Today will mark the final McMurray Musings blog post. I have no intention of quitting writing or blogging, and you can find my new website at the link below. I will on occasion still write about Fort McMurray, but the time has come to write about other topics, too; like the divorce I never wrote about, like realizing your child is almost an adult, like life as single woman and like the very human existence we all experience.

While I recognize I could write about those things in this blog I realized I wanted this body of work to stand alone. This blog was always dedicated to tales of Fort McMurray, of my life here and the adventures of life in a northern town. To change direction on this blog would be to damage the spirit in which it began five years ago, and in which I have taken pride ever since.
I owe so much to all my readers, including even the ones who sent me hate mail as it toughened me up to the point where I am rarely bothered by anything anymore. The experience of writing this blog and sharing my life in this manner prepared me for my subsequent adventures, and I would not change one single thing about the experience. I hope some of you will come along for the next adventure and follow my work on my new website, which includes a new blog as well as a showcase of my freelance work. But for those of you who choose to end the journey here, I have but two simple words: thank you. Thank you a million times over for coming along on the ride at all, whether you read every single blog post or only once in a while.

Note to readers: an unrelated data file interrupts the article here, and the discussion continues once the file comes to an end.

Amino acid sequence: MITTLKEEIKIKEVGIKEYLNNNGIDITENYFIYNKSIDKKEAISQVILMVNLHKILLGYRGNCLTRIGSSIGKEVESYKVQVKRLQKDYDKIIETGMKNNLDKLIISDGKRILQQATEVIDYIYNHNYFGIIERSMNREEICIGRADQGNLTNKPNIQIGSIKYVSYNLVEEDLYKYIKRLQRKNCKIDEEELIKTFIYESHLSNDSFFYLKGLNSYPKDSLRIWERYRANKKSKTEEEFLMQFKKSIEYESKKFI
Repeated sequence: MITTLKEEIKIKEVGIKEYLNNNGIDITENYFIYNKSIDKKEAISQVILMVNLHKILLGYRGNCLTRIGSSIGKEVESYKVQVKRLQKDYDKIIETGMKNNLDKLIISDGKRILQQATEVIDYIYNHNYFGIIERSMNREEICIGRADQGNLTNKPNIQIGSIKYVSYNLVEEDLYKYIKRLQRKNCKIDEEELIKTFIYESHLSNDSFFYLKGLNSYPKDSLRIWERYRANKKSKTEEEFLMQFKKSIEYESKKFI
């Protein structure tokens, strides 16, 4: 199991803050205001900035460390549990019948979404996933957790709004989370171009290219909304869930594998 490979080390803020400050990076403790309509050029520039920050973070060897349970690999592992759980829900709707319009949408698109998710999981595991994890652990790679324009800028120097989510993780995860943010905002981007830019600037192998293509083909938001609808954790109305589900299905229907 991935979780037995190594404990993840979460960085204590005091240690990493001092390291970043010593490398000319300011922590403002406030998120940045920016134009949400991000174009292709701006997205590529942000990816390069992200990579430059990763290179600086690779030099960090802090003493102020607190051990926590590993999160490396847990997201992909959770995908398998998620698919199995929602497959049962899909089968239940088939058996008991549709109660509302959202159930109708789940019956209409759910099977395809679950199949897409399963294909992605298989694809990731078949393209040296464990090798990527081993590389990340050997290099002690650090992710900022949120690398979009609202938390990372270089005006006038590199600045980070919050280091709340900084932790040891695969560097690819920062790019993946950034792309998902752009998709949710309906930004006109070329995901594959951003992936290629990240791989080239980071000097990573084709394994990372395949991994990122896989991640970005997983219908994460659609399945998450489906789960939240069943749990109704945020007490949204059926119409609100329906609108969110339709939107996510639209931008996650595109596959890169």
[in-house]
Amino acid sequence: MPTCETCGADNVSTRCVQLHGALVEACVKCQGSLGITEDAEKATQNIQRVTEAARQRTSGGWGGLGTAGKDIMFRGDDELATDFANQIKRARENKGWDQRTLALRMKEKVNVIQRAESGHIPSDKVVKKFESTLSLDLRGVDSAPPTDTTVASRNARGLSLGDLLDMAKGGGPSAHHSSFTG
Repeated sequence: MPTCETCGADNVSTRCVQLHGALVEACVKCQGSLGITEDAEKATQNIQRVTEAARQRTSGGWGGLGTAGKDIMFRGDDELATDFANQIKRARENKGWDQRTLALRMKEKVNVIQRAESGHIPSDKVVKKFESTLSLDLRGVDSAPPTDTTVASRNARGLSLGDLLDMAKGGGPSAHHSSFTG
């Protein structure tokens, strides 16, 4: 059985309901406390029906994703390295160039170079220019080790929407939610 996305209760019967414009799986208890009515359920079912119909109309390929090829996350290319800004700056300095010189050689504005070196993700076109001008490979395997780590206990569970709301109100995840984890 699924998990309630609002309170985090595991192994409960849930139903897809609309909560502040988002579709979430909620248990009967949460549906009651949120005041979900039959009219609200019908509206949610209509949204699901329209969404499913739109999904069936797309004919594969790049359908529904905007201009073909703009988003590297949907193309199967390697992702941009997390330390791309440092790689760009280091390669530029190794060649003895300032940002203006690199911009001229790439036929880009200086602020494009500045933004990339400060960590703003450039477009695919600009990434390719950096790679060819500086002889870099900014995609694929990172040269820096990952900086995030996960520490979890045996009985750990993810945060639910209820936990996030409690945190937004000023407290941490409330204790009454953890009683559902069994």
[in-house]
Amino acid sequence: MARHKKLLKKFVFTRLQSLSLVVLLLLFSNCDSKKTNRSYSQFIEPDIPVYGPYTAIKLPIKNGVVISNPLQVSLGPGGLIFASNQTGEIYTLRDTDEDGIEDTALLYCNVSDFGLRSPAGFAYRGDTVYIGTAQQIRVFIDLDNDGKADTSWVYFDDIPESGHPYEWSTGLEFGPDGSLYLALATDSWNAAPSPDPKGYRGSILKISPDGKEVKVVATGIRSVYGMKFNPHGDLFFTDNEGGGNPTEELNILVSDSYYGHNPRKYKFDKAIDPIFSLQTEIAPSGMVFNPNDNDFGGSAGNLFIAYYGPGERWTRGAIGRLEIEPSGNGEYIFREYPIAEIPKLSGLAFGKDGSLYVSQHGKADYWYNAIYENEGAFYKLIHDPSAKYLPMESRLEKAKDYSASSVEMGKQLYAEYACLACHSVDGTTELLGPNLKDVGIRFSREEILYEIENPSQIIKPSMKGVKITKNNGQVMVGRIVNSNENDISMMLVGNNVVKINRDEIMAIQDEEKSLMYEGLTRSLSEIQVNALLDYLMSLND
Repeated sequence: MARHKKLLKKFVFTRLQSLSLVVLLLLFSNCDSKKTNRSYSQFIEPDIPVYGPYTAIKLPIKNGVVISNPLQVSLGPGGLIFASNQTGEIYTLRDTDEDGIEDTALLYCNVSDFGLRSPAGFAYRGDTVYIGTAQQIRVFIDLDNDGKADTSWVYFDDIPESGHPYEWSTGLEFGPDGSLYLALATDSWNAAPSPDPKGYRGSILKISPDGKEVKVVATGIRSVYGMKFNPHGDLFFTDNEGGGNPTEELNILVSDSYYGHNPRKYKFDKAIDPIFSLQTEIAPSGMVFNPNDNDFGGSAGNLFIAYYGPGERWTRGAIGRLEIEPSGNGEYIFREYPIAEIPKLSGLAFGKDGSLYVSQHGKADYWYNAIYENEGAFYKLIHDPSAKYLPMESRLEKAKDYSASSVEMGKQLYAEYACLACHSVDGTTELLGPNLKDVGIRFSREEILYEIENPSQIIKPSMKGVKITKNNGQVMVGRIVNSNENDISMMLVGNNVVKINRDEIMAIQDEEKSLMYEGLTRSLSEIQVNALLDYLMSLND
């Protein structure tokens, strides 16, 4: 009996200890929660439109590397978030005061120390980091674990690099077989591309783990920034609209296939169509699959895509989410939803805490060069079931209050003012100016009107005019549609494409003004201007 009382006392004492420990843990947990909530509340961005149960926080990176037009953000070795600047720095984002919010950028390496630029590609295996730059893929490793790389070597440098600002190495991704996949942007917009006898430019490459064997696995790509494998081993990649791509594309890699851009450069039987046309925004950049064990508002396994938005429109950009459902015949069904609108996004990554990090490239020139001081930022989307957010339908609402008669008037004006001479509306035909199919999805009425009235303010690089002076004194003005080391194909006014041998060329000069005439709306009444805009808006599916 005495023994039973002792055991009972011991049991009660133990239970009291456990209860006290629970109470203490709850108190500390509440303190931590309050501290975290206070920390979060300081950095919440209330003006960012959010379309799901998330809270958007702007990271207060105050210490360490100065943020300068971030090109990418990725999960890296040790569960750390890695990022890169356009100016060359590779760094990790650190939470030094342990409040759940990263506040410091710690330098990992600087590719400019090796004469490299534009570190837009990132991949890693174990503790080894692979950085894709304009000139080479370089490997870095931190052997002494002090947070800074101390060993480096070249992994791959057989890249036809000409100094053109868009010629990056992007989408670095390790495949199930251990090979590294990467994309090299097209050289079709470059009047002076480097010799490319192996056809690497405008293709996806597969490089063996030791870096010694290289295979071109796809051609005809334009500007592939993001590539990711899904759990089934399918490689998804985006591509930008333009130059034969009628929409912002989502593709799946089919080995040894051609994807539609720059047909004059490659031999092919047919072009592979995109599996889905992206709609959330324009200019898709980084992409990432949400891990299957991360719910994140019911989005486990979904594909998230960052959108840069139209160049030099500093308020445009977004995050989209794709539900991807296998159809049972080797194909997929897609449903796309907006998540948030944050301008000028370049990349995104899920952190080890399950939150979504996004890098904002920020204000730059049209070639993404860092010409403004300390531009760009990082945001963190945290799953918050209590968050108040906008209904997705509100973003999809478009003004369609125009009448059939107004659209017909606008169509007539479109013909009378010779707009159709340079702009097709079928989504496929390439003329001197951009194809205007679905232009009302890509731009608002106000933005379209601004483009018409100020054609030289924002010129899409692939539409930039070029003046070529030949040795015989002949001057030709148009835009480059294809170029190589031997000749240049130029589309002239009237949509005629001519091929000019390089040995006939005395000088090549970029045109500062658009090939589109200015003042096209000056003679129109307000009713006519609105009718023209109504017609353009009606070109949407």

To everything there is a season, and this spring season is the time to say goodbye to McMurray Musings. I will always carry McMurray Musings with me, as that persona and brand became an integral part of who I am – but it is time to move on to the next phase, and the next chapter. I do so not with sadness, but with excitement, and with deep gratitude for all this blog has given to me – far more than I ever gave to it, to be honest. And I do so with joy, because being McMurray Musings for five years has been an incredible gift – and it made me ready to embrace being Theresa E. Wells, communications and media relations professional, freelance writer - and yes, a blogger, too.